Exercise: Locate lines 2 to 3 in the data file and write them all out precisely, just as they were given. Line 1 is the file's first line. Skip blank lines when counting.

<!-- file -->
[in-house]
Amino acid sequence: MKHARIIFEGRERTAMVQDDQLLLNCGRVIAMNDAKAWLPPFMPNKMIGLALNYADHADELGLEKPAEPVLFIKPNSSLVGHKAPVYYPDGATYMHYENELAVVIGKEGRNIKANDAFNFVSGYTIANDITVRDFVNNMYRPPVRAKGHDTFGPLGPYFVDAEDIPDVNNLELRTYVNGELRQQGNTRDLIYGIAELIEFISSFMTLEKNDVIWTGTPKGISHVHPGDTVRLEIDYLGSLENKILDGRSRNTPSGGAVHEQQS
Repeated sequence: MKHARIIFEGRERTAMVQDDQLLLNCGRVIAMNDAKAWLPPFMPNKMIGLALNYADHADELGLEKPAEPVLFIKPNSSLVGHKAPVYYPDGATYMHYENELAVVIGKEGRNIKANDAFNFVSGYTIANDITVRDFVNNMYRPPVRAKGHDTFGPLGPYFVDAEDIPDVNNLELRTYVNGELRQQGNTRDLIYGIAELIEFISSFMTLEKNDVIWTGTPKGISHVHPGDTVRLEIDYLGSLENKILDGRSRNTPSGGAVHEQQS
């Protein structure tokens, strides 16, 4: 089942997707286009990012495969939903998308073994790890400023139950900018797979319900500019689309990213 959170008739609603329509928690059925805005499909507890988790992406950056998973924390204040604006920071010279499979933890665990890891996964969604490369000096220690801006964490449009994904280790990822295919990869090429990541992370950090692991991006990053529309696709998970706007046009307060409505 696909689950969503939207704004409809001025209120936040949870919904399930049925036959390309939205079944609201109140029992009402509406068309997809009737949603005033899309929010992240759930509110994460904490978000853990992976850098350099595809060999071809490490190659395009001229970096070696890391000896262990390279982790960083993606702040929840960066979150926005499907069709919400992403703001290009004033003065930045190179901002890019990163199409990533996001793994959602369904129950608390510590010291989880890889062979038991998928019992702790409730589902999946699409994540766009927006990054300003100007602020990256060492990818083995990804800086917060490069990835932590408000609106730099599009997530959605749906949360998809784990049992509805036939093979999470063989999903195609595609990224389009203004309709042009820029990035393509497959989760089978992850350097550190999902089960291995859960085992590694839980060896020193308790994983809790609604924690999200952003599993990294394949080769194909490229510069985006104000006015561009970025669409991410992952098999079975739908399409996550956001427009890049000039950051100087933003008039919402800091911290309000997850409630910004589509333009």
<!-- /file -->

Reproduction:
Amino acid sequence: MKHARIIFEGRERTAMVQDDQLLLNCGRVIAMNDAKAWLPPFMPNKMIGLALNYADHADELGLEKPAEPVLFIKPNSSLVGHKAPVYYPDGATYMHYENELAVVIGKEGRNIKANDAFNFVSGYTIANDITVRDFVNNMYRPPVRAKGHDTFGPLGPYFVDAEDIPDVNNLELRTYVNGELRQQGNTRDLIYGIAELIEFISSFMTLEKNDVIWTGTPKGISHVHPGDTVRLEIDYLGSLENKILDGRSRNTPSGGAVHEQQS
Repeated sequence: MKHARIIFEGRERTAMVQDDQLLLNCGRVIAMNDAKAWLPPFMPNKMIGLALNYADHADELGLEKPAEPVLFIKPNSSLVGHKAPVYYPDGATYMHYENELAVVIGKEGRNIKANDAFNFVSGYTIANDITVRDFVNNMYRPPVRAKGHDTFGPLGPYFVDAEDIPDVNNLELRTYVNGELRQQGNTRDLIYGIAELIEFISSFMTLEKNDVIWTGTPKGISHVHPGDTVRLEIDYLGSLENKILDGRSRNTPSGGAVHEQQS